Having chosen to change the common law and criminalize the taking of some property and animals, the Legislature's failure to punish, as theft, the taking of wild animals from their natural habitat, reflects the legislative intent to continue the common law rule that the unlawful taking or killing of animals in the wild is not larceny.
The soundness of this interpretation is confirmed when one considers the statutory language reducing the monetary limit for grand theft to $100 for “fish, shellfish ․ taken from a commercial or research operation which is producing that product․” (Pen.Code, § 487, subd. (1).) This section criminalizes the taking of shellfish which has been reduced to the victim's private possession. The stealing of fish confined in a fishery or fish farm was larceny at common law. (2 Jones' Blackstone, op. cit. supra, at pp. 2446–2447.) In amending this statute in 1982, the Legislature had an opportunity to make the unlawful taking of abalone from public waters the subject of theft, in derogation of the common law, but this was not done. A review of the legislative history to Penal Code section 487 reveals that in 1982 the Legislature added the language covering fish and other aquacultural products taken from “a commercial or research operation which is producing that product.” (Stats. 1982, ch. 375, § 1, p. 1693; Sen.Amend. to Assem. Bill No. 1389 (1981–1982 Reg. Sess.) Feb. 25, 1982.) At that time, there was no attempt to define the unlawful taking of shellfish from public waters as grand theft.
To the contrary. In a report from the Senate Judiciary Committee, a question was raised whether it was the author's (Assemblyman Thurman) intent to make such a taking grand theft: “According to an employee of the Department of Fish and Game, Wildlife Protection Branch, the unlawful taking of fish that are undersized, out of season, or over the allowed limits would constitute theft. However, no court has ruled on this interpretation. (Emphasis added.) [¶] IS THIS THE AUTHOR'S INTENT? SHOULD THIS PROVISION BE NARROWED TO APPLY ONLY TO MARINE PRODUCTS THAT ARE TAKEN FROM A COMMERCIAL OPERATION THAT IS PRODUCING THAT PRODUCT?” (See Sen. Com. on Judiciary, Rep. on Assem. Bill No. 1389, Appen. to Assem. J. (1981–82 Reg. Sess.).)
The reports of legislative committees are part of a statute's legislative history and may “provide some indication of how the measure was understood at the time by those who voted to enact it.” (Hutnick v. United States Fidelity & Guaranty Co. (1988) 47 Cal.3d 456, 465, fn. 7, 253 Cal.Rptr. 236, 763 P.2d 1326.) These statements indicate the Legislature was aware of the precise issue that is now before us and decided not to expand the scope of the theft statute. We may reasonably conclude that if the Legislature intended to depart from the common law, they would have discussed such a step at some point during the bill's progress through the legislative committees. (See Li v. Yellow Cab Co. (1975) 13 Cal.3d 804, 817, fn. 10, 119 Cal.Rptr. 858, 532 P.2d 1226.)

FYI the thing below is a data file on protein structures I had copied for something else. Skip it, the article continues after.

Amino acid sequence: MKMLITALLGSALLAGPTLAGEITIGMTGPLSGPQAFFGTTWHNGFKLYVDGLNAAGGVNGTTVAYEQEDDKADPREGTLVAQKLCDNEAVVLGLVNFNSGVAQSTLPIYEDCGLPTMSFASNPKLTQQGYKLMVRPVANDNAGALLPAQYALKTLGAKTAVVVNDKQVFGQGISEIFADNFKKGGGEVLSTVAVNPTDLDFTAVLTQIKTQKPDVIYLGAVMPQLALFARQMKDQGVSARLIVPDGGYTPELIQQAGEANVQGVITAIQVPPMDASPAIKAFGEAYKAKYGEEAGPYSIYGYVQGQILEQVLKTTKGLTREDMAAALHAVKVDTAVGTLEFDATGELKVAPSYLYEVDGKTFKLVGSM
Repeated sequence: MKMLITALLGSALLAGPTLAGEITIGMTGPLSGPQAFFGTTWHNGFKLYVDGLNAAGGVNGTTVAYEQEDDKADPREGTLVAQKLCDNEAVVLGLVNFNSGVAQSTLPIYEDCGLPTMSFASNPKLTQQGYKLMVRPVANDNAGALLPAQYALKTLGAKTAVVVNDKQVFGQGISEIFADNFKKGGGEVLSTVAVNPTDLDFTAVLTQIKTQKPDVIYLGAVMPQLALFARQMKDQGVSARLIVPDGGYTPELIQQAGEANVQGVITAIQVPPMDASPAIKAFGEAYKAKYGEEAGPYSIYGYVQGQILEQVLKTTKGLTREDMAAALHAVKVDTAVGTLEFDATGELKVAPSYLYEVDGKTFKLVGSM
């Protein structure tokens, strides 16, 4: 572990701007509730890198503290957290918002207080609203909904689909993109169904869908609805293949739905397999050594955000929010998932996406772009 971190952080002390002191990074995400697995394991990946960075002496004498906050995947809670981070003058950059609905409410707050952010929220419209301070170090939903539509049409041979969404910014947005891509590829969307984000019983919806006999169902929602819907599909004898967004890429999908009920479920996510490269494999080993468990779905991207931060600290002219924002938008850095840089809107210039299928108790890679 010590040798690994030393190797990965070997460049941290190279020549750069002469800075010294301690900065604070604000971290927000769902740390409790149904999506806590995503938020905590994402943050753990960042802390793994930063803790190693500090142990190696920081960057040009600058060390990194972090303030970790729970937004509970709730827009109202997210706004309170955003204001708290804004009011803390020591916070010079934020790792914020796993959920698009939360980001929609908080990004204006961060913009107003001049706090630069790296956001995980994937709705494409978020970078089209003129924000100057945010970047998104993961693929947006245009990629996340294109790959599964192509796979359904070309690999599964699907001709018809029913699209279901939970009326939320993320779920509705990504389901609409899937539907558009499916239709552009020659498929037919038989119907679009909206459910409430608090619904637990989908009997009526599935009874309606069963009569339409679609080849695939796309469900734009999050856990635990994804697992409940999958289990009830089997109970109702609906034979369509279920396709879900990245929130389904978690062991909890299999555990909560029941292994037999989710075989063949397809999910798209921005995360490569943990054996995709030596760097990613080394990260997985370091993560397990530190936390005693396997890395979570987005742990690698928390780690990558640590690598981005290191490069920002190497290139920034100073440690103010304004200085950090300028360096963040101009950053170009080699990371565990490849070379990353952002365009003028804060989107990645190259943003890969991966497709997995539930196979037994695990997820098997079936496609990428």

The People rely on language in Takahashi v. Fish and Game Com., supra, which declared the state to be “the owner of the fish in coastal waters and [it] may regulate the taking of them for private use.” (30 Cal.2d at p. 728, 185 P.2d 805.) The Takahashi court described these ownership rights as “ ‘the same as any other proprietor [who] owns property․ The power to make such disposition of the fish arises out of and is incidental to the ownership of the property.’ ” (Id., at p. 729, 185 P.2d 805.) Similar language is found in People v. Monterey Fish Products Co., supra, which stated: “The title to and property in the fish within the waters of the state are vested in the [S]tate of California and held by it in trust for the people of the state.” (195 Cal. at p. 563, 234 P. 398.)
Neither of these cases dealt with the question whether the taking of fish in public waters is theft. Rather, these cases restated the long-accepted principle that the state has comprehensive regulatory powers to protect and preserve these aquatic resources for the benefit of the public. In Takahashi, supra, later reversed in Takahashi v. Fish Comm'n. (1948) 334 U.S. 410, 68 S.Ct. 1138, 92 L.Ed. 1478, the Supreme Court concluded that the state's broad powers over the regulation of the taking, possession, sale or transportation of its fish and game empowers it to deny aliens, ineligible for citizenship, the privilege of hunting or fishing. (30 Cal.2d at pp. 730–731, 185 P.2d 805.) In Monterey Fish Products Co., supra, the Supreme Court ruled the state may enjoin defendants from using fish fit for human consumption to make fertilizer, pursuant to its power to prevent waste and deterioration of fish. (195 Cal. at p. 554, 234 P. 398.)